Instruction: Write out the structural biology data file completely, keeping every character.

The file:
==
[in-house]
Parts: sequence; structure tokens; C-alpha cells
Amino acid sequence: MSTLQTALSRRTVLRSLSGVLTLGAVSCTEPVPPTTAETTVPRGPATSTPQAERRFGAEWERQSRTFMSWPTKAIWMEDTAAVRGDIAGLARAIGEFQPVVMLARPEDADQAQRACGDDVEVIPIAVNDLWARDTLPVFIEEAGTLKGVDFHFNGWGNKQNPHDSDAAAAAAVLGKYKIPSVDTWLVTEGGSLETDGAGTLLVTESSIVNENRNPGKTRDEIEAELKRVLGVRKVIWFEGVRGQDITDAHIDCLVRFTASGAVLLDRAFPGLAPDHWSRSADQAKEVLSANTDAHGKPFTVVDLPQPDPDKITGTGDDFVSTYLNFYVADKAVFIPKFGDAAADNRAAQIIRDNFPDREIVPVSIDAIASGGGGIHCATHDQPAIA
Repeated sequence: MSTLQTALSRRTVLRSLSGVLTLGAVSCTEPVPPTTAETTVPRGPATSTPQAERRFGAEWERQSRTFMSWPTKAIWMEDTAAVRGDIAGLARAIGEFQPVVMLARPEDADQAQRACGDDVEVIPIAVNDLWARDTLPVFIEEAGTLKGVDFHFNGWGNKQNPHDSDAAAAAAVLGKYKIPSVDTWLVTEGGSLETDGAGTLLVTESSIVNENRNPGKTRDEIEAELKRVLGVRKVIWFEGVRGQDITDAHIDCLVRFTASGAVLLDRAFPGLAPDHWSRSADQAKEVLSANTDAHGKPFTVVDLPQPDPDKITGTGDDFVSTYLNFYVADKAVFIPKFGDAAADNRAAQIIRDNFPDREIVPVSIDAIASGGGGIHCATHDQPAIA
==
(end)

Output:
[in-house]
Parts: sequence; structure tokens; C-alpha cells
Amino acid sequence: MSTLQTALSRRTVLRSLSGVLTLGAVSCTEPVPPTTAETTVPRGPATSTPQAERRFGAEWERQSRTFMSWPTKAIWMEDTAAVRGDIAGLARAIGEFQPVVMLARPEDADQAQRACGDDVEVIPIAVNDLWARDTLPVFIEEAGTLKGVDFHFNGWGNKQNPHDSDAAAAAAVLGKYKIPSVDTWLVTEGGSLETDGAGTLLVTESSIVNENRNPGKTRDEIEAELKRVLGVRKVIWFEGVRGQDITDAHIDCLVRFTASGAVLLDRAFPGLAPDHWSRSADQAKEVLSANTDAHGKPFTVVDLPQPDPDKITGTGDDFVSTYLNFYVADKAVFIPKFGDAAADNRAAQIIRDNFPDREIVPVSIDAIASGGGGIHCATHDQPAIA
Repeated sequence: MSTLQTALSRRTVLRSLSGVLTLGAVSCTEPVPPTTAETTVPRGPATSTPQAERRFGAEWERQSRTFMSWPTKAIWMEDTAAVRGDIAGLARAIGEFQPVVMLARPEDADQAQRACGDDVEVIPIAVNDLWARDTLPVFIEEAGTLKGVDFHFNGWGNKQNPHDSDAAAAAAVLGKYKIPSVDTWLVTEGGSLETDGAGTLLVTESSIVNENRNPGKTRDEIEAELKRVLGVRKVIWFEGVRGQDITDAHIDCLVRFTASGAVLLDRAFPGLAPDHWSRSADQAKEVLSANTDAHGKPFTVVDLPQPDPDKITGTGDDFVSTYLNFYVADKAVFIPKFGDAAADNRAAQIIRDNFPDREIVPVSIDAIASGGGGIHCATHDQPAIA